People Complained About Food Trucks in 1907

Thanks to Lunch’er Copyboy for sending along this great old photo of Herald Square:


Photo courtesy of Shorpy

A photo of Herald Square back when the New York Herald was still there. I didn’t know about this ornate building, complete with green-glowing-eyed owls on the pediment. More to the point, if you look next to the curb in the center-right, you’ll see “Lunch Wagon No. 9″ – 1908′s version of a food cart. (close up attached) I wonder what they served? Some things never change: attached also here is a letter from 1907 complaining about a lunch cart at 6th Ave and 35th st. – apparently the very one in the photo.

Check out the letter after the jump…

14 Comments

  • Food Trucks: Fighting the Man for over 100 Years!

  • Must have been sent in by Jessica Lappin’s great grandfather…

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    Great article

  • “Who has the pull” Didn’t know they used that lingo back then! lol

  • from Frank Leslie’s Illustrated Weekly June 1, 1893: In 1893 the Church Temperance Society decided to abandon the various coffee houses they had been running. They instead dedicated their funds to operating a night lunch wagon that would serve working people on the street from 7:30 pm through 4:30 am. At this time restaurants closed at 8 pm so the alternative location to obtain a meal was a saloon. According to the article “. . . the proposal of the excise commissioners of New York to issue 200 all-night licenses for saloons . . . .” prompted the society’s response. This experiment proved so successful that the Auxiliary opened more lunch wagons around the city. They procured a gaily decorated lunch wagon and permission to stand it in Union Square where it served tea, coffee, milk, sandwiches and the like for 5 cents each. The all night eatery proved to be so successful that the Temperance Society opened others including one that stood in Herald Square. It was noted in the New York Times that the Herald Square night lunch wagon supplied 67,600 meals in 1894 “and made a profit to the society of $1,100.” ***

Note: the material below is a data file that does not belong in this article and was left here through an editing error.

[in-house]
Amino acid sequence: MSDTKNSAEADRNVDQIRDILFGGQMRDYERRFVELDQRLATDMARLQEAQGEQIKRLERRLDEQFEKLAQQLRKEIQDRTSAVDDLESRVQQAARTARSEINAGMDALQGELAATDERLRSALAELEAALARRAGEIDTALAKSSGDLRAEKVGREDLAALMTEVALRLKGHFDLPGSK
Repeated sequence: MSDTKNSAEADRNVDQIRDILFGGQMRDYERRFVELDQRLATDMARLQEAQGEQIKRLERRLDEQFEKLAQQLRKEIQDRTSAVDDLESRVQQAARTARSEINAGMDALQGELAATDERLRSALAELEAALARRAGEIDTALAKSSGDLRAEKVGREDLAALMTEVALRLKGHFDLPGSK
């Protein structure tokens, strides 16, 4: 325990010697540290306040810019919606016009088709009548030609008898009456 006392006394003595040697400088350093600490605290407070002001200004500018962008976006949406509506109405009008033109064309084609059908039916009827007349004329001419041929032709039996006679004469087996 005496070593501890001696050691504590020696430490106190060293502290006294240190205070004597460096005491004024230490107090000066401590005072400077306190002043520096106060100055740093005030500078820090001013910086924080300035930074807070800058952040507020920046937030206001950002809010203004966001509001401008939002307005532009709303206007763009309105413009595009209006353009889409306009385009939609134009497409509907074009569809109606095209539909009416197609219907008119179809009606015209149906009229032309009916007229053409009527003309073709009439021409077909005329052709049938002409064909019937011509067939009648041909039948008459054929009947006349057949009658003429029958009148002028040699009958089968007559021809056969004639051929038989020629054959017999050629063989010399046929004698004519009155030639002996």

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    “the now overcrowded streets”…little did he know

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    Lunch Wagon No. 9 worked that beat from 7am to 7pm. The food was mediocre at best. Those in the know would only frequent the cart on 35th & 6th after 7pm, once the Lunch Wagon #9 crew took over.

    Consult Ye Olde Midtowne Lunch Almanac for more details

  • Cool thread, part History Channel, part Man versus Food. I find it ironic that the Temperance Society founded an early lunch/grease truck to serve food late night till 4:30AM as 100+ years later, its mostly drunks having their fill of modern versions of hardtack, and mutton sammies.

  • This is a great thread. I love hearing about the history of Herald Square.

  • That’s pretty cool. Thanks for sharing.

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